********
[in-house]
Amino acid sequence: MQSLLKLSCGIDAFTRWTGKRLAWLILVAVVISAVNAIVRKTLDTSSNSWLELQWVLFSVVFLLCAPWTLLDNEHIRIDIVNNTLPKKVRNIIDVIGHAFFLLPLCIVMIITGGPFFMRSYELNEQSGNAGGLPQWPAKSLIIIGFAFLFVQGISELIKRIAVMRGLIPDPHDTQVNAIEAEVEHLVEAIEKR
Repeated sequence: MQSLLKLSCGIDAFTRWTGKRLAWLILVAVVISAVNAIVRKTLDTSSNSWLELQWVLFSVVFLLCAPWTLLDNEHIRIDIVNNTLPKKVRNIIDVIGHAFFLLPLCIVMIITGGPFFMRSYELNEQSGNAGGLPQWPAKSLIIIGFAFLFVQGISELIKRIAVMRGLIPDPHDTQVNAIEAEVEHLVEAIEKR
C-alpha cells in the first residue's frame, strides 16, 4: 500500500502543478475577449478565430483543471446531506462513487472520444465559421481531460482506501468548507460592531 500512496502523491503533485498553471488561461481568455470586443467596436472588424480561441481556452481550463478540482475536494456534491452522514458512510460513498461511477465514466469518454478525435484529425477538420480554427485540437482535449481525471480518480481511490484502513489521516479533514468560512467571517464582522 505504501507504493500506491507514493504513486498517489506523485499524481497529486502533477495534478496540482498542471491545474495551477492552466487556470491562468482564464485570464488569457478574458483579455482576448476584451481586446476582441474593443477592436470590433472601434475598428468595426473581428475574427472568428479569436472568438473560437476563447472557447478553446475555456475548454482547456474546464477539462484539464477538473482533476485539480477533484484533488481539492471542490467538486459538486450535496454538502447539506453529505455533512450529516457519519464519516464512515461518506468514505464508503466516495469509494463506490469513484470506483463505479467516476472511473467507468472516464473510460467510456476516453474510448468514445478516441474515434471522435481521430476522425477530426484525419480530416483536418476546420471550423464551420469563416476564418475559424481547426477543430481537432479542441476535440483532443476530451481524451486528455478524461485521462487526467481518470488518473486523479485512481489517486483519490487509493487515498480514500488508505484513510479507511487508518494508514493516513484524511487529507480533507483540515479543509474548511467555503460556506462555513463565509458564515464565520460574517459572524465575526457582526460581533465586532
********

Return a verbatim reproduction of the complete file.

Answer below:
[in-house]
Amino acid sequence: MQSLLKLSCGIDAFTRWTGKRLAWLILVAVVISAVNAIVRKTLDTSSNSWLELQWVLFSVVFLLCAPWTLLDNEHIRIDIVNNTLPKKVRNIIDVIGHAFFLLPLCIVMIITGGPFFMRSYELNEQSGNAGGLPQWPAKSLIIIGFAFLFVQGISELIKRIAVMRGLIPDPHDTQVNAIEAEVEHLVEAIEKR
Repeated sequence: MQSLLKLSCGIDAFTRWTGKRLAWLILVAVVISAVNAIVRKTLDTSSNSWLELQWVLFSVVFLLCAPWTLLDNEHIRIDIVNNTLPKKVRNIIDVIGHAFFLLPLCIVMIITGGPFFMRSYELNEQSGNAGGLPQWPAKSLIIIGFAFLFVQGISELIKRIAVMRGLIPDPHDTQVNAIEAEVEHLVEAIEKR
C-alpha cells in the first residue's frame, strides 16, 4: 500500500502543478475577449478565430483543471446531506462513487472520444465559421481531460482506501468548507460592531 500512496502523491503533485498553471488561461481568455470586443467596436472588424480561441481556452481550463478540482475536494456534491452522514458512510460513498461511477465514466469518454478525435484529425477538420480554427485540437482535449481525471480518480481511490484502513489521516479533514468560512467571517464582522 505504501507504493500506491507514493504513486498517489506523485499524481497529486502533477495534478496540482498542471491545474495551477492552466487556470491562468482564464485570464488569457478574458483579455482576448476584451481586446476582441474593443477592436470590433472601434475598428468595426473581428475574427472568428479569436472568438473560437476563447472557447478553446475555456475548454482547456474546464477539462484539464477538473482533476485539480477533484484533488481539492471542490467538486459538486450535496454538502447539506453529505455533512450529516457519519464519516464512515461518506468514505464508503466516495469509494463506490469513484470506483463505479467516476472511473467507468472516464473510460467510456476516453474510448468514445478516441474515434471522435481521430476522425477530426484525419480530416483536418476546420471550423464551420469563416476564418475559424481547426477543430481537432479542441476535440483532443476530451481524451486528455478524461485521462487526467481518470488518473486523479485512481489517486483519490487509493487515498480514500488508505484513510479507511487508518494508514493516513484524511487529507480533507483540515479543509474548511467555503460556506462555513463565509458564515464565520460574517459572524465575526457582526460581533465586532